UTAH (ABC4) – Sometimes, we all just need a little bit of a break.

That’s what a recent study coming out of Brigham Young University is finding after its survey of nearly 950 respondents at Westlake High School in Saratoga Springs. 

In 2020, just before the pandemic shut the world down, Westlake High School introduced its wellness center, a soothing space for students to get away from the stress of the world and relax. While students weren’t able to take full advantage of the room right away when lessons returned to the classroom in person, students were invited for hot cocoa, calming tea, and snacks at the center. 

After gathering responses from 752 students, 124 parents, and 69 high school staff members, found the more students used the wellness center the more likely it was perceived it helped them succeed in school with good grades.

“It’s a place where kids can come and get nourished physically, emotionally, and socially,” said the study’s co-author and BYU education professor Paul Caldarella. “And if we’re not addressing students’ social, emotional, and behavioral struggles in school, then they’re not going to do well academically, either.”

The wellness center allowed students 20 minutes a day to put their minds at ease using comfort items such as weighted blankets and lavender-scented teddy bears. With miniature zen gardens, puzzles, and coloring books, students could also focus their attention away from everyday stress and on one simple task instead. What proved most popular and successful in the wellness center however was the sights and sounds of nature on smart displays, giving students an opportunity to simply decompress and relax.

Of course, the students aren’t in the Wellness Center alone. Overseeing the center was a counselor with a bachelor’s degree in social work and experience working in a psychiatric hospital. She was there to listen to students’ concerns, providing them with a trusted adult and a safe space to unload weights on their shoulders.

The counselor proved to be crucial to the center’s success by gauging the level of distress in students and being able to refer students to additional professional care if needed.

“We heard many stories from the staff about how the school’s increased sensitivity to student distress has helped,” Caldarella said. “In one incident, a student who came to the wellness center shared a plan to harm themselves with the counselor, and the center was able to prevent the suicide. So, who knows how many lives it’s really saved? And my belief is that if you can save one life through the wellness center, it’s well worth the resources you put into it.”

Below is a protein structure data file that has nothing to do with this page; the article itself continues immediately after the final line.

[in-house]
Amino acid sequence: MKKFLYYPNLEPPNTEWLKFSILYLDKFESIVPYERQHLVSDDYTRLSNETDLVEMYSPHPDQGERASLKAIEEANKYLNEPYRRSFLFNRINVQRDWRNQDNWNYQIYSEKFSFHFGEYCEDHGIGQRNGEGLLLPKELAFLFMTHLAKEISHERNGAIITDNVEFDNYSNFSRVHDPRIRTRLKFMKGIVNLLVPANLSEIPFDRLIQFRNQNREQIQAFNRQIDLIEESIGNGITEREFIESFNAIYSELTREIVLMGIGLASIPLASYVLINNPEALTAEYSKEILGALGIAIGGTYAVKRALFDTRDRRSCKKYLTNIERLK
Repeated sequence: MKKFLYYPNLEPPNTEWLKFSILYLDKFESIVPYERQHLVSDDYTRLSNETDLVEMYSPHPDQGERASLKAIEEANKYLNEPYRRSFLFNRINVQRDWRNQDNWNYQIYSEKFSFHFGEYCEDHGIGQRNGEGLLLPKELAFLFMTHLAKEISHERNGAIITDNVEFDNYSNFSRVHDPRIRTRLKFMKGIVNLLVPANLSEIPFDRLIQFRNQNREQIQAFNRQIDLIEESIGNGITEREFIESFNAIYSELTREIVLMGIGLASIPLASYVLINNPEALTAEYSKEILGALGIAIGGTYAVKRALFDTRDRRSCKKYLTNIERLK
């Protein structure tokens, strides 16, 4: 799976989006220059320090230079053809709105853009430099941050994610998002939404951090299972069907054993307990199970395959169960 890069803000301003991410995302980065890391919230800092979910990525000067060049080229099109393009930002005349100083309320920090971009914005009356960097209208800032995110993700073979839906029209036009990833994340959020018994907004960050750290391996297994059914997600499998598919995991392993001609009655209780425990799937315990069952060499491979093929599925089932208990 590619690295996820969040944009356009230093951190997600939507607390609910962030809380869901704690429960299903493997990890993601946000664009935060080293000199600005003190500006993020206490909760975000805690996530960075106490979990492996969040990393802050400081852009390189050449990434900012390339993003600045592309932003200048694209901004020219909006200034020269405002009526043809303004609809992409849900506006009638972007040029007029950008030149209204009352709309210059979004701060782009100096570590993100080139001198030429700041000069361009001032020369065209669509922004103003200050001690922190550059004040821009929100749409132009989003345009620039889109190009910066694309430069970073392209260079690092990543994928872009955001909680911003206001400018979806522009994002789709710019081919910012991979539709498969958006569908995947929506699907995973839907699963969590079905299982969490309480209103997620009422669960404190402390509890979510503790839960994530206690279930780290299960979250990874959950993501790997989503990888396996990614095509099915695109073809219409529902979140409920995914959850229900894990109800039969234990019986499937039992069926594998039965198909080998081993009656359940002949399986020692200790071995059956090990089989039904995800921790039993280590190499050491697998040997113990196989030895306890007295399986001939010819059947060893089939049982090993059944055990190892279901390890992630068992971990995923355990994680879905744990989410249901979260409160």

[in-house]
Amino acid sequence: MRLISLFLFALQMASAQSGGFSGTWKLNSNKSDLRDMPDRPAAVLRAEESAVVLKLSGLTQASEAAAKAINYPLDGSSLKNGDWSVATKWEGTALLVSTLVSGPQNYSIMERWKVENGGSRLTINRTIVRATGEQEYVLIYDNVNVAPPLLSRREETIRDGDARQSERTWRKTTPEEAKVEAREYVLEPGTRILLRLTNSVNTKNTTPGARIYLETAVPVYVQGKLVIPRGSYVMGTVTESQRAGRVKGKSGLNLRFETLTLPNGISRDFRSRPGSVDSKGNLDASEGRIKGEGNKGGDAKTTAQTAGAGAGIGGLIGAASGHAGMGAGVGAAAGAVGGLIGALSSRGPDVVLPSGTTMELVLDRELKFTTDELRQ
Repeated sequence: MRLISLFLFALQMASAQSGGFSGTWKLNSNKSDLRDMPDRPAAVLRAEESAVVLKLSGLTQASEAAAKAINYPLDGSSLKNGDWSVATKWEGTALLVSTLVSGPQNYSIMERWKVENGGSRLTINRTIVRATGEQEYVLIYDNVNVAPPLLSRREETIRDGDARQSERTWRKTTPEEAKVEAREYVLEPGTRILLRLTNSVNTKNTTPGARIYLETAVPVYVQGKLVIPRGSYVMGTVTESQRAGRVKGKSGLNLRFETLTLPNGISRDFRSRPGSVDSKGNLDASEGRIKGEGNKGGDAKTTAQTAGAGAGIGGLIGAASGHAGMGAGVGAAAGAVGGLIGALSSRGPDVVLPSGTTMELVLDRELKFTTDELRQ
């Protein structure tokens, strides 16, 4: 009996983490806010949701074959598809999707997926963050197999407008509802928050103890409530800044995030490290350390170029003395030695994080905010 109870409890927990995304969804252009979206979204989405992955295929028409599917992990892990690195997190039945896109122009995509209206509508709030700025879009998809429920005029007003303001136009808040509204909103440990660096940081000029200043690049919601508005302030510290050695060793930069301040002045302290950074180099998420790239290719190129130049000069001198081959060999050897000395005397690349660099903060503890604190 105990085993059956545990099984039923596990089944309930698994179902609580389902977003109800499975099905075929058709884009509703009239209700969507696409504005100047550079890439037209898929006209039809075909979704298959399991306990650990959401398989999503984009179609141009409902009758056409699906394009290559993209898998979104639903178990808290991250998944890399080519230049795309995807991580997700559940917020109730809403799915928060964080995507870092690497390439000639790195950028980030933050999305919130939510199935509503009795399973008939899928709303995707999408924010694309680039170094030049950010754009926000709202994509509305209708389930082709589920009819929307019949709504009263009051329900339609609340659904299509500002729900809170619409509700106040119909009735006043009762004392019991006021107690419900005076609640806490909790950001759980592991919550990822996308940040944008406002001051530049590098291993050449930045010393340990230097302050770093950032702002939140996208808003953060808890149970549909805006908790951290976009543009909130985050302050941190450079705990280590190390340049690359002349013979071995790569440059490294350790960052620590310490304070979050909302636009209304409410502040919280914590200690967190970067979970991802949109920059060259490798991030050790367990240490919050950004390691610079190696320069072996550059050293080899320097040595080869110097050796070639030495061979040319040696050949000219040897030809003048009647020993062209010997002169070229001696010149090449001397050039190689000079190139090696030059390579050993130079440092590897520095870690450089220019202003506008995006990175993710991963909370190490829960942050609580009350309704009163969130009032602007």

(Photo courtesy of BYU; August 12, 2022 Photography by Nate Edwards/BYU © BYU PHOTO 2022 All Rights Reserved)

Wellness centers like the one found at Westlake High School were born from a desire to prevent suicide among teenagers. According to the Utah Department of Health, in 2020, suicide was the leading cause of death for Utahns in adolescents aged 10 to 17 and in young adults aged 18 to 24. Overall, suicide is the eighth leading cause of death for all Utahns.

A Youth Risk Behavior Survey from the Utah Department of Health in 2019, showed 36.7% of Utah high school students felt sad or hopeless. Even more concerning, 22.3% were seriously considering attempting suicide, while 9.3% had already attempted suicide one or more times. 

So what is leading Utah teens to the brink? According to the study published by BYU, the answer is stress.

Teens often carry the stress from academic pressure, societal pressure, and even pressure from their home lives. The BYU study outlines students may feel stress from disagreements and arguments between their parents. It could come from studying something that is a little difficult to understand in school. Or it could come from just trying to fit in at a school. 

According to the survey, minoritized students – whether due to race, religion, sexuality, or gender identity – saw more improvements in their academic success than other students. Bullying is believed to have led to the tragic deaths of two Utah students within the last year. As many of these students don’t meet the “status quo,” the BYU study points out their life suffers both in the classroom and at home.  

Finding a safe space to avoid hostile environments and providing students a place where they can cope with their emotions before returning to class and where they can enjoy learning can help lower suicidal thoughts. The wellness center counselors can help students with coping mechanisms such as relaxation techniques and social skills. The hope is to help students by giving them the tools they need to self-manage their distress.

“We expect students to manage their own emotional health but don’t teach them how or give them the space they need to do so,” said co-author Jennifer Bitton, who helped found the wellness center as the assistant principal at Westlake High. “The wellness center has normalized discussions surrounding mental health. Students are no longer going home, hiding in bathrooms, or hallways when they need a break – they understand that everyone has bad days, and the wellness center is there for them to use.”

The resources needed to run a successful wellness center are minimal, needing only a classroom, a few sensory supplies, and a counselor. Paul Caldarella, Bitton, and their fellow researchers are hoping their study’s findings will springboard more research and inspire more schools to implement them on their campuses. 

“In a perfect world, schools would take this concept and expand it beyond one room, to bring calm, caring, and a sense of civility to the entire school,” said Caldarella. “But in the meantime, wellness centers can really help decrease the significant stressors that students are obviously facing.” 

If you or someone you know is struggling with thoughts of suicide, help can be found by calling the National Suicide Prevention Lifeline at 800-273-8255.